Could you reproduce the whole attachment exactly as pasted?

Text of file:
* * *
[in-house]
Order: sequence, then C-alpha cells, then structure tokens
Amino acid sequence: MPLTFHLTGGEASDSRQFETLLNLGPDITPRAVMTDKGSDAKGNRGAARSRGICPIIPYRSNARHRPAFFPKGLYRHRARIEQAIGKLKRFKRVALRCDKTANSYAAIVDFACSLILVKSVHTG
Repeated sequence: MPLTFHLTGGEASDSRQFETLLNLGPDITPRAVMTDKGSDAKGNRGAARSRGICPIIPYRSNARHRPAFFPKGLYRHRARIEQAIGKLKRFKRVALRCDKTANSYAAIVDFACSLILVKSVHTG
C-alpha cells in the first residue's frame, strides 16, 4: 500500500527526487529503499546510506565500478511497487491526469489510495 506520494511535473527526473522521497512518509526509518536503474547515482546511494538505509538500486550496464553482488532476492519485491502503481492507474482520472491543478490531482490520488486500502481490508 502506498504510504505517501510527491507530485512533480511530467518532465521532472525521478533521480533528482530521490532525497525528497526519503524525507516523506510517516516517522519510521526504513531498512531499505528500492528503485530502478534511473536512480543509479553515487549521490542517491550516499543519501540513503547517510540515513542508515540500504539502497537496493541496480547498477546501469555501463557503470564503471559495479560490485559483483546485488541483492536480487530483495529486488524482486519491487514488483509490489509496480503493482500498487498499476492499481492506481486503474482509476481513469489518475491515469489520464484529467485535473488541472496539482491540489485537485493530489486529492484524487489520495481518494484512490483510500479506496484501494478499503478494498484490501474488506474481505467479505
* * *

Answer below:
[in-house]
Order: sequence, then C-alpha cells, then structure tokens
Amino acid sequence: MPLTFHLTGGEASDSRQFETLLNLGPDITPRAVMTDKGSDAKGNRGAARSRGICPIIPYRSNARHRPAFFPKGLYRHRARIEQAIGKLKRFKRVALRCDKTANSYAAIVDFACSLILVKSVHTG
Repeated sequence: MPLTFHLTGGEASDSRQFETLLNLGPDITPRAVMTDKGSDAKGNRGAARSRGICPIIPYRSNARHRPAFFPKGLYRHRARIEQAIGKLKRFKRVALRCDKTANSYAAIVDFACSLILVKSVHTG
C-alpha cells in the first residue's frame, strides 16, 4: 500500500527526487529503499546510506565500478511497487491526469489510495 506520494511535473527526473522521497512518509526509518536503474547515482546511494538505509538500486550496464553482488532476492519485491502503481492507474482520472491543478490531482490520488486500502481490508 502506498504510504505517501510527491507530485512533480511530467518532465521532472525521478533521480533528482530521490532525497525528497526519503524525507516523506510517516516517522519510521526504513531498512531499505528500492528503485530502478534511473536512480543509479553515487549521490542517491550516499543519501540513503547517510540515513542508515540500504539502497537496493541496480547498477546501469555501463557503470564503471559495479560490485559483483546485488541483492536480487530483495529486488524482486519491487514488483509490489509496480503493482500498487498499476492499481492506481486503474482509476481513469489518475491515469489520464484529467485535473488541472496539482491540489485537485493530489486529492484524487489520495481518494484512490483510500479506496484501494478499503478494498484490501474488506474481505467479505